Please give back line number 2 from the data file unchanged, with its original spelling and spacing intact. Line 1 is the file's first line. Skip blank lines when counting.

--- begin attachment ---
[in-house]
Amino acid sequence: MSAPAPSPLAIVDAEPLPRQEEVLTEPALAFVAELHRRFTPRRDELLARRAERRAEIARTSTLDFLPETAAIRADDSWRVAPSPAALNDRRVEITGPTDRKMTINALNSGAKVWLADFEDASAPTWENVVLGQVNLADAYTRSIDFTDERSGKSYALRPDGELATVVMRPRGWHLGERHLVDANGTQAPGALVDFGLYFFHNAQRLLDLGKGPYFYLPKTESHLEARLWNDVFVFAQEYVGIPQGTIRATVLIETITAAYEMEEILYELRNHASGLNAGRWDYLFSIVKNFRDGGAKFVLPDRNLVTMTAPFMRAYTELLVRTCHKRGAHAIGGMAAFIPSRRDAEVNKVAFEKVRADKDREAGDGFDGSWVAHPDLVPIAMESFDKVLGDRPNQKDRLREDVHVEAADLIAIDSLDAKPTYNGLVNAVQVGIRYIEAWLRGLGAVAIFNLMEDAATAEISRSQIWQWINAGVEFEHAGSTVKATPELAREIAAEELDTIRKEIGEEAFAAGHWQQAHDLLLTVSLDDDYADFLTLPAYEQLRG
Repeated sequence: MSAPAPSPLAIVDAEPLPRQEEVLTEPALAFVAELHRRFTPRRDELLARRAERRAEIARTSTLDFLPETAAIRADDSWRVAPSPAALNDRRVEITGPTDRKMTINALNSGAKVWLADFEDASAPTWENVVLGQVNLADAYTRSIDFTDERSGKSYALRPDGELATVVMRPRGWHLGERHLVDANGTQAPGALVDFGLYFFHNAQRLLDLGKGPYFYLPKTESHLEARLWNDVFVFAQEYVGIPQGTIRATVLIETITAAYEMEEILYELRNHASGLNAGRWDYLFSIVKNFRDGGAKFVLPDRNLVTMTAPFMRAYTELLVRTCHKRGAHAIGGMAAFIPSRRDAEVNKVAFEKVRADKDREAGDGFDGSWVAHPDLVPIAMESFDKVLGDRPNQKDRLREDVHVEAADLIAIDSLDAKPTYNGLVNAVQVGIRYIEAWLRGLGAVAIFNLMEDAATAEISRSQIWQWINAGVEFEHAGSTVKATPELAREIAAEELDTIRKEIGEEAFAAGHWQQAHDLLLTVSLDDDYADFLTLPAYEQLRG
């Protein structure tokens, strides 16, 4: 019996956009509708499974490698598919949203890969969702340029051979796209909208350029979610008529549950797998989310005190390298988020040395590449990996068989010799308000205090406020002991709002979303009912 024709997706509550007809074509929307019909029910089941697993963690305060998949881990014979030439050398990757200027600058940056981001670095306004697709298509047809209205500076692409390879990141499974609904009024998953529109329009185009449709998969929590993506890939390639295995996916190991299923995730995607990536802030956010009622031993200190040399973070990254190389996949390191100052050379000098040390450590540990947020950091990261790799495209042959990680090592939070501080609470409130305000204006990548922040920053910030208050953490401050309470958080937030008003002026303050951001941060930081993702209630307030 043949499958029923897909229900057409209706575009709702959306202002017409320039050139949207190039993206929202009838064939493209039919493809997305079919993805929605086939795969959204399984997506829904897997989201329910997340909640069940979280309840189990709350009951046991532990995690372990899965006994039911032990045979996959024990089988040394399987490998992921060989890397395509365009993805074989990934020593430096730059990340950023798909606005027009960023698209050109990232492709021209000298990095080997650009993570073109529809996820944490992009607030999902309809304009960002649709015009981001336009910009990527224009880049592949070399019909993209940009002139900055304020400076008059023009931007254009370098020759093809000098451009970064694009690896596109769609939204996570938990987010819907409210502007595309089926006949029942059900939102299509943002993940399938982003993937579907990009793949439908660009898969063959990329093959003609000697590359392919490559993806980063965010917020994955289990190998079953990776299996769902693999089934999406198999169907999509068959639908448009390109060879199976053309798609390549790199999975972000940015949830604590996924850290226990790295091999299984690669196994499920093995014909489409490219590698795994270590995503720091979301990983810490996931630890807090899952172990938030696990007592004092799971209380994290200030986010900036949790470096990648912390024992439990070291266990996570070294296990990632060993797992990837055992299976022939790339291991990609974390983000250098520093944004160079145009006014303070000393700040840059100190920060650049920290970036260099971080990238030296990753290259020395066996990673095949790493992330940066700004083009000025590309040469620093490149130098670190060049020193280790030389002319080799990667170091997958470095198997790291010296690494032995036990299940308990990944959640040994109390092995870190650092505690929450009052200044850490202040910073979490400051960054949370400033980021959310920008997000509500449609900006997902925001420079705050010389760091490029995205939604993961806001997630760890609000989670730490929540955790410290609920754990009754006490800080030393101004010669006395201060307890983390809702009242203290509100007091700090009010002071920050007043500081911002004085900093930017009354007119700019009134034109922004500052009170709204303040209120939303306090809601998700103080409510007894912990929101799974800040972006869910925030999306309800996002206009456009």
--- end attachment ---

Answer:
Amino acid sequence: MSAPAPSPLAIVDAEPLPRQEEVLTEPALAFVAELHRRFTPRRDELLARRAERRAEIARTSTLDFLPETAAIRADDSWRVAPSPAALNDRRVEITGPTDRKMTINALNSGAKVWLADFEDASAPTWENVVLGQVNLADAYTRSIDFTDERSGKSYALRPDGELATVVMRPRGWHLGERHLVDANGTQAPGALVDFGLYFFHNAQRLLDLGKGPYFYLPKTESHLEARLWNDVFVFAQEYVGIPQGTIRATVLIETITAAYEMEEILYELRNHASGLNAGRWDYLFSIVKNFRDGGAKFVLPDRNLVTMTAPFMRAYTELLVRTCHKRGAHAIGGMAAFIPSRRDAEVNKVAFEKVRADKDREAGDGFDGSWVAHPDLVPIAMESFDKVLGDRPNQKDRLREDVHVEAADLIAIDSLDAKPTYNGLVNAVQVGIRYIEAWLRGLGAVAIFNLMEDAATAEISRSQIWQWINAGVEFEHAGSTVKATPELAREIAAEELDTIRKEIGEEAFAAGHWQQAHDLLLTVSLDDDYADFLTLPAYEQLRG